friarbird on grevillea bushFriarbirds visit our yard in spring for a few weeks.  They have an unusual call which sounds like they are talking to you and saying 'What ya doin?" and they repeat it often as they sip the nectar in the grevillea bushes.  They also like the nectar in the lemon and orange blossoms.  The first year of our friendship with Maggie (magpie) I would often sit outside at the front of our yard in the mornings and chat with Maggie, while a pair of friarbirds would be busy drinking at the back.  One morning, one of the friar birds left the grevillea bush, perched himself on the roof and joined in our conversation.  So, there was me sitting on the chair, Maggie standing on the grass in front and the Friar on the roof having a three-way chit-chat.  We enjoyed our discourse for over a week before the friarbirds migrated to fruitier pastures.

The following year I noticed a very interesting interaction between the friarbirds and the noisy-miners.   A pair of friarbirds had been enjoying the grevillea flowers for several days.  A few other friarbirds had tried to join in, but had been chased away by the original pair.  This spring too the friarbirds had engaged in light chatter with Maggie and me.  A noisy-miner tried to join them in the grevillea bush and got severely admonished by the friarbirds.  The noisy-miner tried negotiating for over an hour.  There were plenty of flowers and it would not have been a prblem to let the smaller bird have a drink too, but the friarbirds were not prepared to share.  The miner bird seemed to give up and left. The next day, the same pattern repeated itself. This time however, the noisy-miner left briefly to return with a flock of three friends.  After much heated discussion, the friarbirds left.  The noisy-miners are also natives of Australia and are well-known for ganging up on other birds.  I was really sad to see the friarbirds unwillingness to share the shrub with others of their own species as well the miners.  I wonder if the outcome would have been different if they had been friendlier and more willing to cooperate with them instead.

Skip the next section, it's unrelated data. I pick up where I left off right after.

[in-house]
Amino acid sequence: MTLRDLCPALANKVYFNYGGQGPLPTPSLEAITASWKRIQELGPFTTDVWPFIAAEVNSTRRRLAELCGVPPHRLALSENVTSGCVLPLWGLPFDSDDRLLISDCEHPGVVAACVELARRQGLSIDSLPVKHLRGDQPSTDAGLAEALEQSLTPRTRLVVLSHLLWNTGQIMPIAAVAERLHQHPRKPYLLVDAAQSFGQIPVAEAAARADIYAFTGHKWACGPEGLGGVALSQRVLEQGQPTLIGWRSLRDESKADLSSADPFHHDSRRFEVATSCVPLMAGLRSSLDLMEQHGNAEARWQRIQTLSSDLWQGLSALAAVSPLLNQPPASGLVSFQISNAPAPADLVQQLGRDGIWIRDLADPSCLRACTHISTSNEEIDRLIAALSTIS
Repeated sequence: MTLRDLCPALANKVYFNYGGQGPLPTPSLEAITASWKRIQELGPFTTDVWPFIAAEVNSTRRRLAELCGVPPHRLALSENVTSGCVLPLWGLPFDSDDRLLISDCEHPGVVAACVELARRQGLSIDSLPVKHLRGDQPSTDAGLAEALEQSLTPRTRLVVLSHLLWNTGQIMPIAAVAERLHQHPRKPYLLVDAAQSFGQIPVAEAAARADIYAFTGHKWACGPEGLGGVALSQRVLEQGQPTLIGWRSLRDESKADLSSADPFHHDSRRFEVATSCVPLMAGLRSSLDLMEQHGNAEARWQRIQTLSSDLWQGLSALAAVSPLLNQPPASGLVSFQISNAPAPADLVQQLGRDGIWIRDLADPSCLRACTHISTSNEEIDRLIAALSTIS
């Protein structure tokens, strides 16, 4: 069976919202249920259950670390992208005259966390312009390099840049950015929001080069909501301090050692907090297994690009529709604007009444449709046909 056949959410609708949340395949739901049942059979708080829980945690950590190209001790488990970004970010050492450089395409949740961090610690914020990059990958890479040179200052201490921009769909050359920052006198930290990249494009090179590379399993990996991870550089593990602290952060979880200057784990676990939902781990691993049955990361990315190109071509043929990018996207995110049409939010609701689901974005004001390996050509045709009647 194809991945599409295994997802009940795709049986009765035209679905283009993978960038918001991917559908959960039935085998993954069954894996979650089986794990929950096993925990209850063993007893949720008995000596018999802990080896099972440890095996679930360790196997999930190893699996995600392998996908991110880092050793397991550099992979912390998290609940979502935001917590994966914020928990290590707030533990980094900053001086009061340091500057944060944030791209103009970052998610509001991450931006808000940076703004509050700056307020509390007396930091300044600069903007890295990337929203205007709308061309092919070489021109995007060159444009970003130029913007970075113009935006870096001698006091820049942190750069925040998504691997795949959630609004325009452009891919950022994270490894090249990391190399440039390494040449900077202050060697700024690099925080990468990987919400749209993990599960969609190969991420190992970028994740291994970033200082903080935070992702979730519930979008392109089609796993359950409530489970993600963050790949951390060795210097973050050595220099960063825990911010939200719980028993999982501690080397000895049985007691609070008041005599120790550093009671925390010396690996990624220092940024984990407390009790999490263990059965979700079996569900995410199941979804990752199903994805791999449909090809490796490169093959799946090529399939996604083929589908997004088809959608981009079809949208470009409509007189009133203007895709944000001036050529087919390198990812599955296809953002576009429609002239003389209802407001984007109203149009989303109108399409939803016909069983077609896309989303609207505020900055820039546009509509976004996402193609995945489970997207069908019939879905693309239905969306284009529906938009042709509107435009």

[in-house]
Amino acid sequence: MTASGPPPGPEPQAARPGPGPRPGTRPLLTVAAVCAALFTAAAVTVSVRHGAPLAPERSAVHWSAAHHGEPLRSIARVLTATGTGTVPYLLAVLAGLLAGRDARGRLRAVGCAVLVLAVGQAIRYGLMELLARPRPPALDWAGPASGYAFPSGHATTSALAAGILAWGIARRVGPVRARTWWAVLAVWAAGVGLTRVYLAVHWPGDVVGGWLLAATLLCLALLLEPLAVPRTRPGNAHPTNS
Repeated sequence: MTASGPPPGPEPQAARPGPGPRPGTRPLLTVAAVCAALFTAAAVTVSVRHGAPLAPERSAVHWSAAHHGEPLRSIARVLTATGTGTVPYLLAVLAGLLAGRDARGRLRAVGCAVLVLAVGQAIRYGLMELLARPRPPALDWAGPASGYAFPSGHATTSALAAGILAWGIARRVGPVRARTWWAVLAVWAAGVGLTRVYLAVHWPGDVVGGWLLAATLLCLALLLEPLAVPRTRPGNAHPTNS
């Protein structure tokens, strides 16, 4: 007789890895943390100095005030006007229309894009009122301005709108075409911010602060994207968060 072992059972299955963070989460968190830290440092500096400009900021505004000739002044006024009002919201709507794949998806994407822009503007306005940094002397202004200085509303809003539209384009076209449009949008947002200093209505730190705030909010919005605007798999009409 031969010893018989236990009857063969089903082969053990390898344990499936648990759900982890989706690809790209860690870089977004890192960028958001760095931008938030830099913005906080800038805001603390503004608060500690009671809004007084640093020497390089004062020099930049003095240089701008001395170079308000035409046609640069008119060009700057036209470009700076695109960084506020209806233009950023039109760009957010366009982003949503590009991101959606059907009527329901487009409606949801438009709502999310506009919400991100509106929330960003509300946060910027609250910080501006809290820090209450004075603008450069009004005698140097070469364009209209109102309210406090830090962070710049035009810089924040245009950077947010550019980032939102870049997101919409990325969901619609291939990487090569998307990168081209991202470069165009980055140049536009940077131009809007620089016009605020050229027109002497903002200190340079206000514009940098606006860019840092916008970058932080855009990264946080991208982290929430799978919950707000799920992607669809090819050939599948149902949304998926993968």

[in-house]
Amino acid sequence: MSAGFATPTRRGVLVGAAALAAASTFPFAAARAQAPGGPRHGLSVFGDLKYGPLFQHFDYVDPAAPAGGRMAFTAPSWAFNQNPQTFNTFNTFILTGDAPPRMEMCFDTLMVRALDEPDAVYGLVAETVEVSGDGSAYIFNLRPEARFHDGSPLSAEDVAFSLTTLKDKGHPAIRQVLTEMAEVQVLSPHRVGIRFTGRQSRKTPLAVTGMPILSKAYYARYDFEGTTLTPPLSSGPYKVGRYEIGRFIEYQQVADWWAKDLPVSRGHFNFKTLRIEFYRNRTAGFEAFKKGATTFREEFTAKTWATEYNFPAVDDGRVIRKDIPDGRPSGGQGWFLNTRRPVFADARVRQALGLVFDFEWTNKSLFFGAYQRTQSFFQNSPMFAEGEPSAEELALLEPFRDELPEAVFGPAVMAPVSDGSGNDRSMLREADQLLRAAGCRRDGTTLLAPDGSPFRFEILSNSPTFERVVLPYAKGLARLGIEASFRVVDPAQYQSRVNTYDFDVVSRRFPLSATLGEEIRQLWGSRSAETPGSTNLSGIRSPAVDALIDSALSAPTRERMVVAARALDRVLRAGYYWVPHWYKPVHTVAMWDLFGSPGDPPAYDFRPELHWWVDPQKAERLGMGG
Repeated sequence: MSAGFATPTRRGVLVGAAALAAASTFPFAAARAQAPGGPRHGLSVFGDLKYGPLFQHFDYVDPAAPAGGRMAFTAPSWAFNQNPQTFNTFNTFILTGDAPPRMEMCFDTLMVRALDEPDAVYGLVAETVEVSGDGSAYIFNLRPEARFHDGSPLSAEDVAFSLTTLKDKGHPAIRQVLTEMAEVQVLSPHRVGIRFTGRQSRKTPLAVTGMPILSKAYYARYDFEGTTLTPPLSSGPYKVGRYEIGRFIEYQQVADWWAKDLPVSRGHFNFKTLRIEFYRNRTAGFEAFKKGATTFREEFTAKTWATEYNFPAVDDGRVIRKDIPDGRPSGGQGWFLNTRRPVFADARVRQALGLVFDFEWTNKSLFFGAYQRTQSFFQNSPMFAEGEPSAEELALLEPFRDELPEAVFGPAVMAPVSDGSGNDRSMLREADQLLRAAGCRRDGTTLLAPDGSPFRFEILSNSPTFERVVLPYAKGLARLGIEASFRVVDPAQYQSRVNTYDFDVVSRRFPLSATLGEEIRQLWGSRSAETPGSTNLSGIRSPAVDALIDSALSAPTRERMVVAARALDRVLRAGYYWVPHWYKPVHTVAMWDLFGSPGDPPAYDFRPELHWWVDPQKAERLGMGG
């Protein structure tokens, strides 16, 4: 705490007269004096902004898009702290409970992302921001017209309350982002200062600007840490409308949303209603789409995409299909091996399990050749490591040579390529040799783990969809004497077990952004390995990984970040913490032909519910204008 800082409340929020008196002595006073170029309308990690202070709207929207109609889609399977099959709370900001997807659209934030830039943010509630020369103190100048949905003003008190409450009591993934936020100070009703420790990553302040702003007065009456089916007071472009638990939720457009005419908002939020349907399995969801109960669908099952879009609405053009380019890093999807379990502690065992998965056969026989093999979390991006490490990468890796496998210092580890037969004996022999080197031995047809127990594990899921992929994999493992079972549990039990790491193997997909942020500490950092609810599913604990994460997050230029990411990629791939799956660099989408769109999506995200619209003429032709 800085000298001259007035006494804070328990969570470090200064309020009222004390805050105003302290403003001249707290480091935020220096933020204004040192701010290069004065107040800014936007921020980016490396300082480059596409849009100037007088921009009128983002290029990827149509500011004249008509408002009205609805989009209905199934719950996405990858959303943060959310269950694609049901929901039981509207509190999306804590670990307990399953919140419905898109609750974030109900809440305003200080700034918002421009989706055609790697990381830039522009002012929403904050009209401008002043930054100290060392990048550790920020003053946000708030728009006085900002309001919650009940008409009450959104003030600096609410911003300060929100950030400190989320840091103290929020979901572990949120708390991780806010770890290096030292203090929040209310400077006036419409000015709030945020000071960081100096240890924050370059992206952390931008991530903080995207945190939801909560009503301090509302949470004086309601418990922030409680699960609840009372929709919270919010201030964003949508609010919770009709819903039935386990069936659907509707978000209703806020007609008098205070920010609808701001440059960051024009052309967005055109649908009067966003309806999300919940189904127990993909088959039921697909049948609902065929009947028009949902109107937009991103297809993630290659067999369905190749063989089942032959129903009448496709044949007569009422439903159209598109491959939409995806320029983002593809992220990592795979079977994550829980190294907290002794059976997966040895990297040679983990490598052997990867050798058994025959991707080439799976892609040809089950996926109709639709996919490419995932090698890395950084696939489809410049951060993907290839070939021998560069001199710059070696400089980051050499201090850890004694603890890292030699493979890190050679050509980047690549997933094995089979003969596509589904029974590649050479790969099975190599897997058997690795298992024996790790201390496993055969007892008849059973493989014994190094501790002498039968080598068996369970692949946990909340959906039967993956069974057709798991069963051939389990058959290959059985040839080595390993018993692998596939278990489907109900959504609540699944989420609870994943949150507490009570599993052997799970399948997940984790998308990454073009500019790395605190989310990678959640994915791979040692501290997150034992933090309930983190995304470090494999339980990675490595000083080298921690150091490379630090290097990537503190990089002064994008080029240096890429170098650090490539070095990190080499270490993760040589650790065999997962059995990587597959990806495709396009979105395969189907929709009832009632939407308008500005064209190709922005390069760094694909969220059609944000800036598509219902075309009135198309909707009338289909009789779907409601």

Take a look at the slideshow below for a peek at the birds.

(click on the 'next' button to forward through the slides).
Previous Slide 1/4 NextFriarBirdFriarBirdFriarBirdFriarBirdFriarBirdFriarBirdFriarBirdFriarBird

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